Studio Gainax also uses visual effects to help translate what is going on.  Throughout the show, FLCL uses many different art styles, although “normal” art is used for most of the show.  For example, in episode five, FLCL has a scene where one of the characters, Amarao, is drawn in the style of South Park.  In episode two, Naoto almost kisses his friend Eri.  This scene is shown in slow motion where the viewpoint spins 360 degrees around the failed kiss.  However, the most iconic example is in both episode one and episode six where the show turns into a moving manga.  Instead of the characters moving, the camera moves from panel to panel.  Instead of making the viewer more confused, it actually explains things.  In the first scene, Naoto is not happy with his father’s hiring of Haruko as their family’s maid.  He’s angry and confused as  earlier in the episode she hit him in the head with a bass guitar.  The manga scene conveys this to the viewer better then a traditional anime would for a few reasons.  One, the still shots of Naoto clearly show his emotions.  We can see that he is angry as his expression remains in a state of anger.  His confusion is shown in the scene itself – the viewer is not expecting the transfer from anime to manga as abruptly as it has so we are left confused until after the scene.  As the scene ends as abruptly as it starts, we see that Naoto is downtrodden and accepts that Haruko will be living with him.

            Without the music and visual effects, we would have been left confused at the end of that scene.  It is like that for most of the show.  Due to Studio Gainax’s use of visual effects and music, viewers of FLCL are able to understand what is going on during the show much easier and allows Gainax to experiment greatly without losing viewers.  So while both plot and character development are things that FLCL does incredibly well, it’s true stars are it’s music and visuals.  FLCL is an amazing anime, and I highly recommend it to anyone who likes either good music or good shows.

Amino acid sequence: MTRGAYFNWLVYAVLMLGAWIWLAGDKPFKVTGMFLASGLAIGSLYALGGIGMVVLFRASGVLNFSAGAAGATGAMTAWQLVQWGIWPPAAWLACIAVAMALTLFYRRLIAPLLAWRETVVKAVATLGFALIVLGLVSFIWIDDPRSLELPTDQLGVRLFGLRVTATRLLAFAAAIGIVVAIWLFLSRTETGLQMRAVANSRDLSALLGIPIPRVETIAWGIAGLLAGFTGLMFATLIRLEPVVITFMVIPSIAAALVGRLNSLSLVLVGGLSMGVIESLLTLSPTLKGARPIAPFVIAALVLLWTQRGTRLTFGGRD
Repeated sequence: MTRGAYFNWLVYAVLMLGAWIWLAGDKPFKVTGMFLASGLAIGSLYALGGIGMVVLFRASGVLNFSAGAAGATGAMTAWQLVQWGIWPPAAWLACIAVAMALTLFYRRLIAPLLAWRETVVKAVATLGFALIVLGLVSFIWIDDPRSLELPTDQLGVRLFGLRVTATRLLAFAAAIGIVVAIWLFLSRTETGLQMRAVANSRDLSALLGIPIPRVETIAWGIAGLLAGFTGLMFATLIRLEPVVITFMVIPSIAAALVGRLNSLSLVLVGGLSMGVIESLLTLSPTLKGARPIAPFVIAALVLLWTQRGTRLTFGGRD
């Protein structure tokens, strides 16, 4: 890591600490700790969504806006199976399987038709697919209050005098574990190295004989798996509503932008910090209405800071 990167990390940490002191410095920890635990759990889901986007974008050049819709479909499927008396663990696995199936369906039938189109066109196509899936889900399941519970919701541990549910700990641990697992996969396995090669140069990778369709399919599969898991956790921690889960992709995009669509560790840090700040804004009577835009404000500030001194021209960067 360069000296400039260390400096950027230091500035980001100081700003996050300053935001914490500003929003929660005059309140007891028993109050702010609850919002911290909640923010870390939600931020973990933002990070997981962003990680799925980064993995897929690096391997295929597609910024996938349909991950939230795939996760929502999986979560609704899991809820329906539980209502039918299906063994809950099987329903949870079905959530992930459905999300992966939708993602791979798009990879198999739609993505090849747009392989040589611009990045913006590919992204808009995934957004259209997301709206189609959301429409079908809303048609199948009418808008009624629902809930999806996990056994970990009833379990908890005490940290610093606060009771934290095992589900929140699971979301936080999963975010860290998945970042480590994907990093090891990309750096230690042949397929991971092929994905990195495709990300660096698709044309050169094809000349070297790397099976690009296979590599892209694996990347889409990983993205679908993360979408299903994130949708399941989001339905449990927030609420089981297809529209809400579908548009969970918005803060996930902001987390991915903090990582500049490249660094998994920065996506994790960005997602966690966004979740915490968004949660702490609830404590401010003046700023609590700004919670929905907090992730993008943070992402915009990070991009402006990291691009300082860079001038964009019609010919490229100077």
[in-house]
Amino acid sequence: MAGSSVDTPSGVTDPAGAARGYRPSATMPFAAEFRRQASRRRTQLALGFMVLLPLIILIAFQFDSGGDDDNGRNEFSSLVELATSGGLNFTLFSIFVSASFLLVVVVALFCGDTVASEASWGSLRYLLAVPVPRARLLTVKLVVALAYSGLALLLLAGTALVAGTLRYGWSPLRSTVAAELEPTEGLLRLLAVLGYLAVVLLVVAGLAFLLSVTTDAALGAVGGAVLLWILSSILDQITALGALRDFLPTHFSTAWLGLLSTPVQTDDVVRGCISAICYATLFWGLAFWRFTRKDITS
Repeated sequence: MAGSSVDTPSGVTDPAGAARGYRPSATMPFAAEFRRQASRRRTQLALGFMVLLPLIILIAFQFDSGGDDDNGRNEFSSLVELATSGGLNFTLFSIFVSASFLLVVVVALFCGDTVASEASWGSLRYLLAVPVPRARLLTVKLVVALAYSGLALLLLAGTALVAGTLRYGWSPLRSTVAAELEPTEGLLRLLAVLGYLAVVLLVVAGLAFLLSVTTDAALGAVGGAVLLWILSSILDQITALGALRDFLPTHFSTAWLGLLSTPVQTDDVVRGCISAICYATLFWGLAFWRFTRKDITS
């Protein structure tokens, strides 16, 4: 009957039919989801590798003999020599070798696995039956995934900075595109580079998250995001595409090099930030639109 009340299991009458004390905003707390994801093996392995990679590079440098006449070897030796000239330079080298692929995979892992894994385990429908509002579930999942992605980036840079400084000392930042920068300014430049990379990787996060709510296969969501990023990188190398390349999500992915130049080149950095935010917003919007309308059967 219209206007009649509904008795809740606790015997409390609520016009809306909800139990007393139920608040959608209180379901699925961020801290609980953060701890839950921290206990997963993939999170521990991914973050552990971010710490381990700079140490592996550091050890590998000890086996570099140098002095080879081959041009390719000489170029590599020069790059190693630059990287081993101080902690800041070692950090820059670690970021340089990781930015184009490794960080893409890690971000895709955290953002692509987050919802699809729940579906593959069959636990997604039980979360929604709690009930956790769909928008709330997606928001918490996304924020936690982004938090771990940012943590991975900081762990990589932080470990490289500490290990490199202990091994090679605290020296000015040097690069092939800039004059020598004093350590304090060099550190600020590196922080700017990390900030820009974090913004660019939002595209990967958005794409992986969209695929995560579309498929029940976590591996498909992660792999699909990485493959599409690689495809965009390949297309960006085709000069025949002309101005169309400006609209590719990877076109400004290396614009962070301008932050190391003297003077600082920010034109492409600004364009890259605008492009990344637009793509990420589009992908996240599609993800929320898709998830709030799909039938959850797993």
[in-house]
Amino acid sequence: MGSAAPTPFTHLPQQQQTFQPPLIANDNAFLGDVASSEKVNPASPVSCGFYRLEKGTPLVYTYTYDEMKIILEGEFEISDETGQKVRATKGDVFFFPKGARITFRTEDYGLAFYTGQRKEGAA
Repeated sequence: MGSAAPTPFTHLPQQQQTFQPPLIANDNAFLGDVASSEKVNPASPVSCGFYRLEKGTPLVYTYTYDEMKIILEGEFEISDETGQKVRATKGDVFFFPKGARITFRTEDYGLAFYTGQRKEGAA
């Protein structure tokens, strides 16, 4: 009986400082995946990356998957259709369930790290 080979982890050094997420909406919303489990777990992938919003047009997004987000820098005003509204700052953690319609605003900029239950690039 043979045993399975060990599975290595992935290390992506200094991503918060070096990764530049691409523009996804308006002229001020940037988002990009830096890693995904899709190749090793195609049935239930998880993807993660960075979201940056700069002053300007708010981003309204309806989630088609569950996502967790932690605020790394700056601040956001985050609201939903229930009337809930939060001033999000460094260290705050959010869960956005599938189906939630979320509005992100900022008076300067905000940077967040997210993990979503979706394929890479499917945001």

Tremblay, Bob. “Get Reel: What makes a great movie”. Evening Tribune. Gatehouse.  News Service. N.d. Web. 13 November 2010.

FLCL. Dir. Kazuya Tsurumaki. Gainax.  Web. 7 October 2010.

Edit Log:

October 7th: First draft submission.

November 14th 4:44 am: Final version submission

November 14th 4:45 am: Changed title to reflect previous edit, fixed date to reflect the early-morning submission.

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  1. I think that you need to think about this topic - a lot! Since we aren't talking about music in this class, this will be a difficult topic. I would suggest you talk about music and visual effects together. You also need a thesis statement and references. Your thesis statement should tell us why these things are important more explicity. "It lets the audience know what's going on," is too general and vague. When doesn't music help us know what's going on when used in a narrative?

  2. Submitted it a day late as I thought it was due Sunday night.  Sorry!